Jim Cole, Associated Press
WASHINGTON — With just over a year left in the race for the White House, campaign finance reports released Saturday offered the first major picture into the haves and the have-nots among the Republican presidential candidates.
Two of the top Republican contenders, former Massachusetts Gov. Mitt Romney and Texas Gov. Rick Perry, have brought in more than $30 million combined. Meanwhile, candidates like former Pennsylvania Sen. Rick Santorum and businessman Herman Cain raised significantly less.
The financial reports detail how flush some GOP candidates are with cash — and how nearly broke others are — heading into the final weeks before contests in key primary states.
Reports on two of the biggest money-raisers so far — Romney and President Barack Obama — reveal millions in contributions from party devotees and small donors alike.
At the same time, reports filed late Friday offered a mixed picture of the campaign field, with Obama raising more than $70 million between his campaign and the Democratic Party. Some candidates are saddled with debt, such as former House Speaker Newt Gingrich, former Utah Gov. Jon Huntsman and former Minnesota governor Tim Pawlenty, who has dropped out of the race.
The reports didn't capture the tens of millions raised by new, outside groups known as super political action committees, which can collect unlimited amounts of money to influence elections. Leading contenders Perry and Romney have at least one super PAC each working to boost their candidacies, and another group is backing Obama's re-election bid.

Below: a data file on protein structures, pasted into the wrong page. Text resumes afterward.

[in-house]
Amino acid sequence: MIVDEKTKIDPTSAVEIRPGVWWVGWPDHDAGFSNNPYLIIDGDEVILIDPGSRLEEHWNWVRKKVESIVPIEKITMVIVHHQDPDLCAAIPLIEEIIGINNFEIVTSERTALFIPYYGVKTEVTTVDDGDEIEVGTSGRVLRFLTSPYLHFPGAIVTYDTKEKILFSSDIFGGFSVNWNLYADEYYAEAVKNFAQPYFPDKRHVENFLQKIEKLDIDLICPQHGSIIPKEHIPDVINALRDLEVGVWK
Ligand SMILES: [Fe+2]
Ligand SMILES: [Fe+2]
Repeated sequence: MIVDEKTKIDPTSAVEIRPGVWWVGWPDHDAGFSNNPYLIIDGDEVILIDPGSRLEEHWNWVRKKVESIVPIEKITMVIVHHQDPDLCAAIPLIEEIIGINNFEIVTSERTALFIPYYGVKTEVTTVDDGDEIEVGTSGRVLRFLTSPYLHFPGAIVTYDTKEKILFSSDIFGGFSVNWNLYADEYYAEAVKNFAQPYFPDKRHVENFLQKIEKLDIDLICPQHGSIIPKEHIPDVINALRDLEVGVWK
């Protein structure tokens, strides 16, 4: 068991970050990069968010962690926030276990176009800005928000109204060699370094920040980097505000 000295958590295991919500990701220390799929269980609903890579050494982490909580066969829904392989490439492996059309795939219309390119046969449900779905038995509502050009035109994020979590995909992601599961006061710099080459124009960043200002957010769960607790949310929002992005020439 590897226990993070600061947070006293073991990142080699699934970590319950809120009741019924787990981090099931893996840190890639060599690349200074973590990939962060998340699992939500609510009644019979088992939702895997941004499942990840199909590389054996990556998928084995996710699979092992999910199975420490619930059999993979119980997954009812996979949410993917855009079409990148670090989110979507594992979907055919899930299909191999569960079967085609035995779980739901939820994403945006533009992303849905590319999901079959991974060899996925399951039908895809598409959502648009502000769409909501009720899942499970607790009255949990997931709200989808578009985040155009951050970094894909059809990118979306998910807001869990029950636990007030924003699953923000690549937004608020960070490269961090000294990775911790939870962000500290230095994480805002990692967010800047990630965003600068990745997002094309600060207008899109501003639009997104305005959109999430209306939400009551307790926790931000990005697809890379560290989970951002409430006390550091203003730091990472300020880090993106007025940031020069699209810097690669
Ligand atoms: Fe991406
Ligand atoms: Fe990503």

Texas Rep. Ron Paul, a favorite of libertarians, collected $8.2 million, spent $7.5 million during the period and has no debt. Former Pennsylvania Sen. Rick Santorum reported raising more than $700,000 during the quarter, spent nearly $750,000 and owes about $70,000.
Gingrich owes the most among all candidates who have filed so far, with more than $1.1 million in debts for expenses like office supplies, direct mail and outside experts — including $5,250 for a "Hispanic outreach consultant" and $724 for a "social media consultation." His campaign raised about $793,000 this period, about a third of which came from small donors.
Meanwhile, Businessman Herman Cain's report said he raised $2.8 million and spent $1.9 million through Sept. 30, ending the period with $1.3 million in the bank. Through the end of September, Cain has loaned his campaign $675,000, with most of it taken out during the spring.
For Romney, more cash meant more flexibility in travel. He spent about $240,000 in private jets, although he has tweeted in the past about flying commercial on low-cost air carrier Southwest Airlines.
Romney, like his opponents, garnered support from small-dollar donors, drawing 80 percent of his contributions from checks less than $250. A former venture capitalist, he raised $18 million during the April-June period.
Minnesota Rep. Michele Bachmann has until 11:59 p.m. EDT Saturday to file her first presidential campaign report with the Federal Election Commission.
Associated Press writer Ken Thomas contributed to this report.
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